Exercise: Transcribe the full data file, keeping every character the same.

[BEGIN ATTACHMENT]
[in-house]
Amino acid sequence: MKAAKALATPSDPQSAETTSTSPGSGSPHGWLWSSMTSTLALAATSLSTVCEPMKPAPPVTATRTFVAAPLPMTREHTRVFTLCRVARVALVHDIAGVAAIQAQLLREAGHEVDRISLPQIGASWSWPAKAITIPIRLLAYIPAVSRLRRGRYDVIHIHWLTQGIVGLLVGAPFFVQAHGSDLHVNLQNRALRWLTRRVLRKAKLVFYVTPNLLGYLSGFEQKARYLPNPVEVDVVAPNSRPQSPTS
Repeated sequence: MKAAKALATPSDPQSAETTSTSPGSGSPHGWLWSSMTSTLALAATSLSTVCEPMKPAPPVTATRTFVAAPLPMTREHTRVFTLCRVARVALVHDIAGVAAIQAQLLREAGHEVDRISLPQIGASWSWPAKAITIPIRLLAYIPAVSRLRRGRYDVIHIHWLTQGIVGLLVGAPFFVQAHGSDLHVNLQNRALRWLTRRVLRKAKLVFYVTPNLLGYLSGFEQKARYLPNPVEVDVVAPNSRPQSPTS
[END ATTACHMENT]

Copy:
[in-house]
Amino acid sequence: MKAAKALATPSDPQSAETTSTSPGSGSPHGWLWSSMTSTLALAATSLSTVCEPMKPAPPVTATRTFVAAPLPMTREHTRVFTLCRVARVALVHDIAGVAAIQAQLLREAGHEVDRISLPQIGASWSWPAKAITIPIRLLAYIPAVSRLRRGRYDVIHIHWLTQGIVGLLVGAPFFVQAHGSDLHVNLQNRALRWLTRRVLRKAKLVFYVTPNLLGYLSGFEQKARYLPNPVEVDVVAPNSRPQSPTS
Repeated sequence: MKAAKALATPSDPQSAETTSTSPGSGSPHGWLWSSMTSTLALAATSLSTVCEPMKPAPPVTATRTFVAAPLPMTREHTRVFTLCRVARVALVHDIAGVAAIQAQLLREAGHEVDRISLPQIGASWSWPAKAITIPIRLLAYIPAVSRLRRGRYDVIHIHWLTQGIVGLLVGAPFFVQAHGSDLHVNLQNRALRWLTRRVLRKAKLVFYVTPNLLGYLSGFEQKARYLPNPVEVDVVAPNSRPQSPTS